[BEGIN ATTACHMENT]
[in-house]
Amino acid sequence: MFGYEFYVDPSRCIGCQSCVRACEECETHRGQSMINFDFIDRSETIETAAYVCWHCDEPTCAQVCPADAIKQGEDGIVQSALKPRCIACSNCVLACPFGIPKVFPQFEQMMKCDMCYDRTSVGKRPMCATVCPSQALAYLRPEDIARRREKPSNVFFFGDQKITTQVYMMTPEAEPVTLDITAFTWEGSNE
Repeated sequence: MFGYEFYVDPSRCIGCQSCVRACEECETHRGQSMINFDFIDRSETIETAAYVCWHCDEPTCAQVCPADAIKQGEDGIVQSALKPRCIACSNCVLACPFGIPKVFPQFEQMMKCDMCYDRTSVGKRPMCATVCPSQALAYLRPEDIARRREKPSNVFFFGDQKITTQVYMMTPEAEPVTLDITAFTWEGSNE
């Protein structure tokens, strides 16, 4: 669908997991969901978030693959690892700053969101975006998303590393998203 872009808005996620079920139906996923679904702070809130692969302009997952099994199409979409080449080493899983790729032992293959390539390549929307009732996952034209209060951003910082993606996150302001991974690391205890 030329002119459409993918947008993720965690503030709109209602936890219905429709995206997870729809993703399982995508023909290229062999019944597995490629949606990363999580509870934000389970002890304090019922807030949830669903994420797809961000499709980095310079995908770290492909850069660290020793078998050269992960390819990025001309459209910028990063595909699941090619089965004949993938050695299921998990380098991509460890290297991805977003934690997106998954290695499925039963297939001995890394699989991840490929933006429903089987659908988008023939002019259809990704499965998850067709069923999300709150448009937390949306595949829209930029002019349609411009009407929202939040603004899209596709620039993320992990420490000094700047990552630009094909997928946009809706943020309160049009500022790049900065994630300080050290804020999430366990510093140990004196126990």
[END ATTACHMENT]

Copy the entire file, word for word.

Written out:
[in-house]
Amino acid sequence: MFGYEFYVDPSRCIGCQSCVRACEECETHRGQSMINFDFIDRSETIETAAYVCWHCDEPTCAQVCPADAIKQGEDGIVQSALKPRCIACSNCVLACPFGIPKVFPQFEQMMKCDMCYDRTSVGKRPMCATVCPSQALAYLRPEDIARRREKPSNVFFFGDQKITTQVYMMTPEAEPVTLDITAFTWEGSNE
Repeated sequence: MFGYEFYVDPSRCIGCQSCVRACEECETHRGQSMINFDFIDRSETIETAAYVCWHCDEPTCAQVCPADAIKQGEDGIVQSALKPRCIACSNCVLACPFGIPKVFPQFEQMMKCDMCYDRTSVGKRPMCATVCPSQALAYLRPEDIARRREKPSNVFFFGDQKITTQVYMMTPEAEPVTLDITAFTWEGSNE
């Protein structure tokens, strides 16, 4: 669908997991969901978030693959690892700053969101975006998303590393998203 872009808005996620079920139906996923679904702070809130692969302009997952099994199409979409080449080493899983790729032992293959390539390549929307009732996952034209209060951003910082993606996150302001991974690391205890 030329002119459409993918947008993720965690503030709109209602936890219905429709995206997870729809993703399982995508023909290229062999019944597995490629949606990363999580509870934000389970002890304090019922807030949830669903994420797809961000499709980095310079995908770290492909850069660290020793078998050269992960390819990025001309459209910028990063595909699941090619089965004949993938050695299921998990380098991509460890290297991805977003934690997106998954290695499925039963297939001995890394699989991840490929933006429903089987659908988008023939002019259809990704499965998850067709069923999300709150448009937390949306595949829209930029002019349609411009009407929202939040603004899209596709620039993320992990420490000094700047990552630009094909997928946009809706943020309160049009500022790049900065994630300080050290804020999430366990510093140990004196126990």